Joe Biden’s use of ‘malarkey’ renews attention to the word’s origin

Visual Thesaurus | The Economist

Horsefeathers. Hogwash. Piffle. Flapdoodle. Baloney. Hooey. Hokum. Blarney. Twaddle. Poppycock. Applesauce. Tommyrot. Bushwa. You can drain your thesaurus for some time before exhausting the English language’s many words for “nonsense.”

And yet Vice President Biden chose the word “malarkey” to express his disagreement with U.S. Rep. Paul Ryan at Thursday night’s debate.

With the word, Biden deposited something of a flaming bag of claptrap on the doorsteps of America’s language bloggers. “The word malarkey, meaning ‘insincere or exaggerated talk,’ originally found favor in Irish-American usage, though its exact origin remains unknown,” Ben Zimmer writes. He quotes Michael Quinion, who says, “we’ll just have to settle for the unsatisfactory ‘origin unknown.’”

Perhaps some day the true origins of malarkey will come to light, but in the meantime we’ll just have to enjoy this cantankerous contribution to the American vocabulary.

The word was likely popularized, Zimmer writes, by an Irish-American cartoonist named Thomas Aloysius Dorgan, whose pen name was Tad.

Like Zimmer, The Economist’s language column pins the blame for “malarkey” on Americans, or the subset thereof who call themselves Irish no matter how long ago their ancestors arrived on these shores.

If “malarkey” is Gaelic, it would have been more likely to emerge in Irish English than in America, it seems. But the word is more common in America, and the OED’s first citation from outside America is from the (London) Sunday Times 1958. My (Irish-fluent) Irish colleague says that the word is not common in Ireland, and knows of no connection to an Irish Gaelic phrase.

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  • Anonymous

    well, uh, a lot of stuff ryan said, uh, IS laughable.

  • http://www.facebook.com/people/Egg-Man/681171228 Egg Man

    Speaking of slang from overseas, remember the 1984 fiasco when Jesse Jackson called NYC as hymietown and referred to Jews as “hymies” when speaking with a Black reporter from the Wash Post at lunch and word leaked out later, I think it was Milton Coleman, and then a month later, Jesse apologized for the wrong language, since “hymie” is an ethnic slur that even in 1984 should not have been used. Strangely enough, in the UK, an elderly Jewish gent named Michael Winner, born in 1935, has just released a collection of Jewish jokes he has collected from readers of his Sunday Times food column and the title of the book, kid you not, is “Michael Winner’s Hymie Joke Book” and published by Robson Press there, Not released in the USA, but heavily advertised onlun in the Guardian, TElegraph and Daily Mail. ANd not one Brit has protested about the use of this term. Maybe “hymie” is a kosher word in Britain? Ben Zimmer can check? or Johnson at the Economist language column?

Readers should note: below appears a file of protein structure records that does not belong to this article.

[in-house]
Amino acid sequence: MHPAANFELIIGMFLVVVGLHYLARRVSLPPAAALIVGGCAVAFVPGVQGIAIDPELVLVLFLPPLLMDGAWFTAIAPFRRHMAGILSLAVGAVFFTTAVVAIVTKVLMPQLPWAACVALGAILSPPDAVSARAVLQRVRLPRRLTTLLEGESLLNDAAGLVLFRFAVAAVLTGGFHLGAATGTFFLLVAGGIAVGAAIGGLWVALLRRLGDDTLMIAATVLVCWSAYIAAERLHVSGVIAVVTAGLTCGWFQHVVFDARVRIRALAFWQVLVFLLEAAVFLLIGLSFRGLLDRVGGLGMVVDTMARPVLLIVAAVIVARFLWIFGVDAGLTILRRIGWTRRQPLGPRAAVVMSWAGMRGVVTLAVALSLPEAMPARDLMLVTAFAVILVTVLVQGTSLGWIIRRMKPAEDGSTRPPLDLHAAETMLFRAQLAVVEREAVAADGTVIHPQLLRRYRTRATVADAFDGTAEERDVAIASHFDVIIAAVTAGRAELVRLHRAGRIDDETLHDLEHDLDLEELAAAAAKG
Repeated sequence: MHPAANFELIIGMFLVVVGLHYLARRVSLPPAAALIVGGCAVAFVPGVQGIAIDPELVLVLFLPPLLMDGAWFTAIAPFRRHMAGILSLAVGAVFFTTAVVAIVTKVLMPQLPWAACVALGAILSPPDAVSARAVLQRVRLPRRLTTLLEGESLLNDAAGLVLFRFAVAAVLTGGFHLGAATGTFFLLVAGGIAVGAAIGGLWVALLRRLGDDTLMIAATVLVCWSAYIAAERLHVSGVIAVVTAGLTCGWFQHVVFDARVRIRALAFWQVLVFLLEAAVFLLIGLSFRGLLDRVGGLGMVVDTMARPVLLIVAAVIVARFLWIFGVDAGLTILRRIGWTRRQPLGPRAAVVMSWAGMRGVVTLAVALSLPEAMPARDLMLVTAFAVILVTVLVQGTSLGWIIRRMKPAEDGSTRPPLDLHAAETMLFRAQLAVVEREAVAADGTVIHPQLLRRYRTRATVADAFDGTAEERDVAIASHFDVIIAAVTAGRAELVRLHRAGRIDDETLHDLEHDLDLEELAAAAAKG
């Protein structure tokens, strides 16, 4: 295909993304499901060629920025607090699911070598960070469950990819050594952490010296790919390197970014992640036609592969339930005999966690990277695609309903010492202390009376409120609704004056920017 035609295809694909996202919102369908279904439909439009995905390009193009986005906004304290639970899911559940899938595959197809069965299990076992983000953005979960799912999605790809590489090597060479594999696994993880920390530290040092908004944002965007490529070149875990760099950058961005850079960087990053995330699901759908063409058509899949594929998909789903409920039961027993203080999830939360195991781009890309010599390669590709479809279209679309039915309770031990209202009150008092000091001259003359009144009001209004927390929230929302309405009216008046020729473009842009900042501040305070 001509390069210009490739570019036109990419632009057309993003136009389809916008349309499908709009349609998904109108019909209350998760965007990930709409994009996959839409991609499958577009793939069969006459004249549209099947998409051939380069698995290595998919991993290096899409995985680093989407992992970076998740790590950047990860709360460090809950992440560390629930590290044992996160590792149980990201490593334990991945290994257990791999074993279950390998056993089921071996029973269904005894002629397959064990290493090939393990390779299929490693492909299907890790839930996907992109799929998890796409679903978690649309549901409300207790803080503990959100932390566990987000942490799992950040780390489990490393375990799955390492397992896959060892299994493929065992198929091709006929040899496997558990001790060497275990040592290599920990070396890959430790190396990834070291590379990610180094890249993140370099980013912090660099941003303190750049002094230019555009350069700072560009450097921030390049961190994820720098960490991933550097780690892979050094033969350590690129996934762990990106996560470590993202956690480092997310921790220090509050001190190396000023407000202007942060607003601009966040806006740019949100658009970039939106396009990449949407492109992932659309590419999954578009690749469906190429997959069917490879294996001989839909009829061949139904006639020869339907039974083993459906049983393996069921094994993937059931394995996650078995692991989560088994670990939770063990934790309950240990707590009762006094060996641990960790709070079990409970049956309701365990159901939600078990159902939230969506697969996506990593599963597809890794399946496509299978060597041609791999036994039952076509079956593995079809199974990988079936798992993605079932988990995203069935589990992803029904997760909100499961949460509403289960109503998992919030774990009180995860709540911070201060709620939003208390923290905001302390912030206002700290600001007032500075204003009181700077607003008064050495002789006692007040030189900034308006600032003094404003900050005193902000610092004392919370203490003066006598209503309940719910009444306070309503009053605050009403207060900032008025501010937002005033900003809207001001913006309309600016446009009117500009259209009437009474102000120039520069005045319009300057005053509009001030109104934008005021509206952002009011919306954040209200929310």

• http://www.facebook.com/people/Egg-Man/681171228 Egg Man

    we usually said baloney in my house in the 1950s

  • Anonymous

    His words didn’t matter, his behavior did.

    Overall, Joe ‘Da Bafoon’ Biden’s demeanor was rude, crude, and generally socially unacceptable. But it was indicative of the fact that he simply can’t play by the simple rules of a debate, so his off-camera behavior probably isn’t much different and he’s just “a heartbeat away” as the talking heads sometimes say…

  • http://twitter.com/BonzoDog1 BonzoDog1

    There was a lot of malarkey around my house when I was growing up in the 1950s in Pennsylvania-Dutch Pennsylvania, and there weren’t any Irish near-abouts.